If mother! is a retelling of ancient Abrahamic mythology given an emphatic utterance (stylized with an exclamation point which Aronofsky claims “reflects the spirit of the film”), then in Antichrist we find a similar retelling that is, in the words of Magdalena Zolkos, “ancient Abrahamic mythology framed as a question.” That question, according to Zolkos, is: “What is to become of humanity once it discovers it has been expelled from Eden and that Satan is in us?”

    The horror film tries to approximate these darknesses, these clouds, but word and image can never quite limn the always-already-terror that precedes, exceeds, and supersedes all things.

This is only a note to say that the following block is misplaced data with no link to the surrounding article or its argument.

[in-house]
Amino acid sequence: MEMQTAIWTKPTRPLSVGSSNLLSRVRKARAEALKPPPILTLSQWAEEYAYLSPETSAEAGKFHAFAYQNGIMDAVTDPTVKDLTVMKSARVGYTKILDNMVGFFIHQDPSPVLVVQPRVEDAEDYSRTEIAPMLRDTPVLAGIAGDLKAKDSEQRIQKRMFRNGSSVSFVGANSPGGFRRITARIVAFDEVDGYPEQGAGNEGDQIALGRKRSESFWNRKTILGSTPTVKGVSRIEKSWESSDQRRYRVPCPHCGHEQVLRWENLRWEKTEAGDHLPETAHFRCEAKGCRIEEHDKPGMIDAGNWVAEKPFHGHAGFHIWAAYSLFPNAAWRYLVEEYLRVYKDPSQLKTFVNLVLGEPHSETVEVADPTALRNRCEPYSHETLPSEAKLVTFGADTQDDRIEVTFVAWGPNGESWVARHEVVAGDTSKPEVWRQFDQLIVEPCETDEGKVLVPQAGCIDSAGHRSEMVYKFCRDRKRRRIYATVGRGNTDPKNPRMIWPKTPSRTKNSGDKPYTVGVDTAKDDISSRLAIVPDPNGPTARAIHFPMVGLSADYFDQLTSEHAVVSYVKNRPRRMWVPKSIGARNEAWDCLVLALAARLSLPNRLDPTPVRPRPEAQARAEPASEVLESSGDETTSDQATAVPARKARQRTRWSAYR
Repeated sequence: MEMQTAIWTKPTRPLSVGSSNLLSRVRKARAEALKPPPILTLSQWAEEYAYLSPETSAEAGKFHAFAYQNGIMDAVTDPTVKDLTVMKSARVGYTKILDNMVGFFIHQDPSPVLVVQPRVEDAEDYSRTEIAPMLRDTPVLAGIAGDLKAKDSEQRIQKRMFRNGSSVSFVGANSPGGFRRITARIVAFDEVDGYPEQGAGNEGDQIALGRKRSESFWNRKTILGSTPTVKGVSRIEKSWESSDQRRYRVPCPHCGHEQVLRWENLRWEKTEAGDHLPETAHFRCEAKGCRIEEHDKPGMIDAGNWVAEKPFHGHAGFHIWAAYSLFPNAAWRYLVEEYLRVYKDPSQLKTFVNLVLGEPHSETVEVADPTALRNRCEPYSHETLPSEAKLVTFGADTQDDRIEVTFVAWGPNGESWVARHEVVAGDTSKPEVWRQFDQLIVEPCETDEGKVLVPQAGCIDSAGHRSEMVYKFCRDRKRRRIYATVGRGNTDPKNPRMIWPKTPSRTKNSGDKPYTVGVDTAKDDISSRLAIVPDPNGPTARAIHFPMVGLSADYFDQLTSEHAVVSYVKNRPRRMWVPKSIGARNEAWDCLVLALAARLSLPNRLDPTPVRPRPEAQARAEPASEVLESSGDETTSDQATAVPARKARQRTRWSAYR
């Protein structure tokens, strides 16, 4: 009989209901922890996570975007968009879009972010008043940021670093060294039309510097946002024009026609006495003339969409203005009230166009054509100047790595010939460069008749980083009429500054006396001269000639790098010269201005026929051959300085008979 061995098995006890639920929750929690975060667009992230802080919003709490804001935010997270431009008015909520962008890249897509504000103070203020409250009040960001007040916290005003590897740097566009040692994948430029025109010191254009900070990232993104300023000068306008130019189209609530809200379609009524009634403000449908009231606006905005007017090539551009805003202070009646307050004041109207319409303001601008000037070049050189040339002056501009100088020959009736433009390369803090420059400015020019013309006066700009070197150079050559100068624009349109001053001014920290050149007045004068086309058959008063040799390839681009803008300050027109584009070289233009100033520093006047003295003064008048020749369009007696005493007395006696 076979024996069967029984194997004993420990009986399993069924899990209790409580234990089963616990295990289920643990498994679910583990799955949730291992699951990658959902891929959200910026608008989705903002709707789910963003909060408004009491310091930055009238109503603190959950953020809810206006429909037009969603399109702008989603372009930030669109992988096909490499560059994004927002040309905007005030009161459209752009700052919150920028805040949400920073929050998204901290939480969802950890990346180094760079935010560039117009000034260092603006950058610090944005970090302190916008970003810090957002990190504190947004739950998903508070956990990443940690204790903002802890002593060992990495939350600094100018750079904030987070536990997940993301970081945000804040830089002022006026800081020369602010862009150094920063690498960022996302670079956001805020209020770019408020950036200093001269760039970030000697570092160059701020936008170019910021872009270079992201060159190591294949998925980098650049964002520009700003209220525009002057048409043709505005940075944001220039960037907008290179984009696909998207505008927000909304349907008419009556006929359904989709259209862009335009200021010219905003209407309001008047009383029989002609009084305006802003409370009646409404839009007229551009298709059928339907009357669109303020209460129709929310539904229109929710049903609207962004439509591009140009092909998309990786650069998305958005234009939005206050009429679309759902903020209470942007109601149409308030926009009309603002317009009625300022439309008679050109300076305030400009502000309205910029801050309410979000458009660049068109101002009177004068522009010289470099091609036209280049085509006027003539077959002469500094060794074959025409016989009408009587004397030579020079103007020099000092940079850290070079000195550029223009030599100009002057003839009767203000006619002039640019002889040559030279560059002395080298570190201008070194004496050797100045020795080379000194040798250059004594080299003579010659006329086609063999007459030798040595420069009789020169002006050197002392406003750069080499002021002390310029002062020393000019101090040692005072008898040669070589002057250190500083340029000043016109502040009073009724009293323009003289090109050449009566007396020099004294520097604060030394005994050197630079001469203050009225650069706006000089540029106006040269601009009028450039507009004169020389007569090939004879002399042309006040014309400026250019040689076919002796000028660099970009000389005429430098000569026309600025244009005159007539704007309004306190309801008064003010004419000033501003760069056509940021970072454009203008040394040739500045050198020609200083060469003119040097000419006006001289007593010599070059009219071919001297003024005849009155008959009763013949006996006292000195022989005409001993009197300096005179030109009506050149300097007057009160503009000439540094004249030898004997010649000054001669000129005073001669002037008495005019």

The Witch, too, confronts us with this Puritanical conundrum, when the children are taught of “a corrupt nature dwelling within [them]” that is “empty of grace, bent unto sin, only unto sin, and that continually.”

    Whereas the Puritanical Christianity of the 1630s depicted in The Witch found corruption dwelling within us and our world, Emerson found light and benevolence in our souls. For him, “the soul in man is not an organ, but animates and exercises all the organs; is not a function, like the power of memory, of calculation, of comparison, but uses these as hands and feet; is not a faculty, but a light; is not the intellect or the will, but the master of the intellect and the will; is the background of our being, in which they lie,—an immensity not possessed and that cannot be possessed.”